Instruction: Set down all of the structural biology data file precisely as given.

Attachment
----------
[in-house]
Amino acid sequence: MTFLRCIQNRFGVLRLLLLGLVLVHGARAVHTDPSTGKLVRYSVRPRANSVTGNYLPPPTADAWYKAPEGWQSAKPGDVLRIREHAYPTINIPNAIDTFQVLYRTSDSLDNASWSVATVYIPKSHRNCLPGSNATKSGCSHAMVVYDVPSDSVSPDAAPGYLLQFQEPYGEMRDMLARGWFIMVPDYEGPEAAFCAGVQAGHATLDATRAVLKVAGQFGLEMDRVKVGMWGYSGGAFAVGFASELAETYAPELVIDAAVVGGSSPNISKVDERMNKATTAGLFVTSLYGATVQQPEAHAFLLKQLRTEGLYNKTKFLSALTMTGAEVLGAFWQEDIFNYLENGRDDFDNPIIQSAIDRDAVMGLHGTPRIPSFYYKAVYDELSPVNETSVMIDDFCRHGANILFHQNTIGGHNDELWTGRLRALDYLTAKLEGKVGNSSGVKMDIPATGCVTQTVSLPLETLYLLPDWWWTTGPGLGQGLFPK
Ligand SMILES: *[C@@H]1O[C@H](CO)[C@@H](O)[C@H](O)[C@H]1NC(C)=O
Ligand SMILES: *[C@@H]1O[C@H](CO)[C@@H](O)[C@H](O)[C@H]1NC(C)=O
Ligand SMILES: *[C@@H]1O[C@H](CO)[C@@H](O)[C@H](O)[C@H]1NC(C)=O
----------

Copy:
[in-house]
Amino acid sequence: MTFLRCIQNRFGVLRLLLLGLVLVHGARAVHTDPSTGKLVRYSVRPRANSVTGNYLPPPTADAWYKAPEGWQSAKPGDVLRIREHAYPTINIPNAIDTFQVLYRTSDSLDNASWSVATVYIPKSHRNCLPGSNATKSGCSHAMVVYDVPSDSVSPDAAPGYLLQFQEPYGEMRDMLARGWFIMVPDYEGPEAAFCAGVQAGHATLDATRAVLKVAGQFGLEMDRVKVGMWGYSGGAFAVGFASELAETYAPELVIDAAVVGGSSPNISKVDERMNKATTAGLFVTSLYGATVQQPEAHAFLLKQLRTEGLYNKTKFLSALTMTGAEVLGAFWQEDIFNYLENGRDDFDNPIIQSAIDRDAVMGLHGTPRIPSFYYKAVYDELSPVNETSVMIDDFCRHGANILFHQNTIGGHNDELWTGRLRALDYLTAKLEGKVGNSSGVKMDIPATGCVTQTVSLPLETLYLLPDWWWTTGPGLGQGLFPK
Ligand SMILES: *[C@@H]1O[C@H](CO)[C@@H](O)[C@H](O)[C@H]1NC(C)=O
Ligand SMILES: *[C@@H]1O[C@H](CO)[C@@H](O)[C@H](O)[C@H]1NC(C)=O
Ligand SMILES: *[C@@H]1O[C@H](CO)[C@@H](O)[C@H](O)[C@H]1NC(C)=O